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Your Views for March 19

They didn’t listen

Big Island medical cannabis patients for the most part have lost hope. Our Legislature bought totally into the corporatization of dispensaries. No matter how hard advocates and patients tried to move them in the right direction, representatives passed dispensary legislation that actually does great harm to most patients.

Cases in point:

1. We told them we needed at least 26 conveniently located dispensaries. They gave us eight monopoly licenses statewide, with licenses costing $75,000 (a rich wo/man’s game).

2. We told them that producers (growers) and dispensaries should be separate operations, allowing small producers a share of the market. They gave us another monopoly where the production and dispensing are controlled by the same rich owner.

3. We told them to allow cooperatives (hui) where patients could procure medicine inexpensively. This did not even get a hearing this year.

4. We told them that caregivers should remain in the program, allowing poor and fixed-income patients to obtain very low-cost medicine. They’re phasing out our caregivers.

How could they get it so wrong? Answer: Follow the money.

Is it any wonder patients and advocates are fed up? And, when one of our staunchest legislative supporters says, “We need to go kind of slow right now,” we know we have little support in Honolulu. Patients know what slow is, as we’ve been waiting (and suffering) for 17 years.

What will happen now: Statewide patient numbers will mushroom, and the demand for cannabis will soar. Once dispensaries open (maybe this year), the medicine will be prohibitively priced, highly taxed and out of reach for all but the wealthiest of patients. Although tourists will have no problem buying it all up, thus assuring the dispensary owners their huge profit.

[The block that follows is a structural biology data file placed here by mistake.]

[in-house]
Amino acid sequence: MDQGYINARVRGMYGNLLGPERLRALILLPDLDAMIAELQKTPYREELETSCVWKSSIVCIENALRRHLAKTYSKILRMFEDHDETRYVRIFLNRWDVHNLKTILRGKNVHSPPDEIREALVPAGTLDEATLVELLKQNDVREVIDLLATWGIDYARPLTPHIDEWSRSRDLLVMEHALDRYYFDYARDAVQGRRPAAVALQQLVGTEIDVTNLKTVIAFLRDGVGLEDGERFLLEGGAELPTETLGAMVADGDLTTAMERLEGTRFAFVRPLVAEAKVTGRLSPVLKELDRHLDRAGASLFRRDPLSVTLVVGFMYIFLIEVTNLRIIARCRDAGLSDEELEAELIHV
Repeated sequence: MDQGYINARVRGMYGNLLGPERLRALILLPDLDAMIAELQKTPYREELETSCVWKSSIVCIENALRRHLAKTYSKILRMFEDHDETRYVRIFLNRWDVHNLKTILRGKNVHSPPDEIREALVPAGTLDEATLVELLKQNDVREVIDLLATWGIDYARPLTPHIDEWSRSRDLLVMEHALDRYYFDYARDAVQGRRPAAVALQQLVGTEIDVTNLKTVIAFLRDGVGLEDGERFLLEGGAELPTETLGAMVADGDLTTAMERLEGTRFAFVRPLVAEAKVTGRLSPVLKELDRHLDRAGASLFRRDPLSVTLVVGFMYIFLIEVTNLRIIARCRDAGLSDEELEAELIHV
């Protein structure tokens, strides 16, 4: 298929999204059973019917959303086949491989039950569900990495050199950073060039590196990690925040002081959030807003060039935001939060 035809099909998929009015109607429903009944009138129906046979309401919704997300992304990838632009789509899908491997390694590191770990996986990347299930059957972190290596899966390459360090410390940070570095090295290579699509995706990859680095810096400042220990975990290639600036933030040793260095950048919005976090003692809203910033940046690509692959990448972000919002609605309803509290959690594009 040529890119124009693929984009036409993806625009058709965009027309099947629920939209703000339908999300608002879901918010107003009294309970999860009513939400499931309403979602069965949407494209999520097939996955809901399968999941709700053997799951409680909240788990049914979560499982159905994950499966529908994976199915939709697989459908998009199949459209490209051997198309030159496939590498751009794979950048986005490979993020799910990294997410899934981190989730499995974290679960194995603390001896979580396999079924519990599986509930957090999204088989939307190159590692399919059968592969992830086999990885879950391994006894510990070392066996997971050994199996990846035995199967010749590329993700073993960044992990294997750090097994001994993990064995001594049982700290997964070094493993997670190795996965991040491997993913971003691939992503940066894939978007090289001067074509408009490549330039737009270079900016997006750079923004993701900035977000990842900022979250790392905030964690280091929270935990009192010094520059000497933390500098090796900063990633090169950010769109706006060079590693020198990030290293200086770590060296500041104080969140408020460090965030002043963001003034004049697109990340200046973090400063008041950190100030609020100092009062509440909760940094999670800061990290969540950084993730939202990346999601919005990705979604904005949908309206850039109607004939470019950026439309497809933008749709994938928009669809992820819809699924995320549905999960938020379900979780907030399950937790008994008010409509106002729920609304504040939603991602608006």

Those factors will drive most of us back into the black market. It is ironic that the Legislature’s stated intention in creating dispensaries was to stop the black market. In reality, it will actually lend fuel to a burgeoning illegal market in the coming years. An unintended consequence? Maybe not.

It is not wrong to have dispensaries. However, when the main priority becomes maximizing revenue for government coffers and a few dispensary owners, the patients lose out. By smelling the money rather than demonstrating compassion for the sick and dying, our legislators have thrown the baby out with the bong water. It could have had a far better outcome if they had just listened to the medical cannabis community from the beginning.

Andrea Tischler

Chairwoman, Big Island Americans for Safe Access

Keaukaha eyesore

I doubt I am the only person who drives up the road toward Richardson Ocean Park on a regular basis and has to endure the eyesore that the structures on the makai side of the street, across from the Hawaiian immersion charter school, have turned into as a result of having been abandoned by Kamehameha Schools.

When the premises were occupied by the delightful little ice cream shop and the tiny grocery store, they were kept to very acceptable standards.

An institution as well-to-do as Kamehameha Schools should be ashamed to allow the Keaukaha neighborhood to be degraded as they have been for the past three years.

Kamehameha, on the one hand, brings youth to the area to malama aina, working on the fishpond area and taking care of the native plants and natural environment. All of their effort is meaningless and hypocritical if they turn around and make a mess of the neighborhood.

The caretakers of the Kamehameha lands should be ashamed.

Tom Goltz



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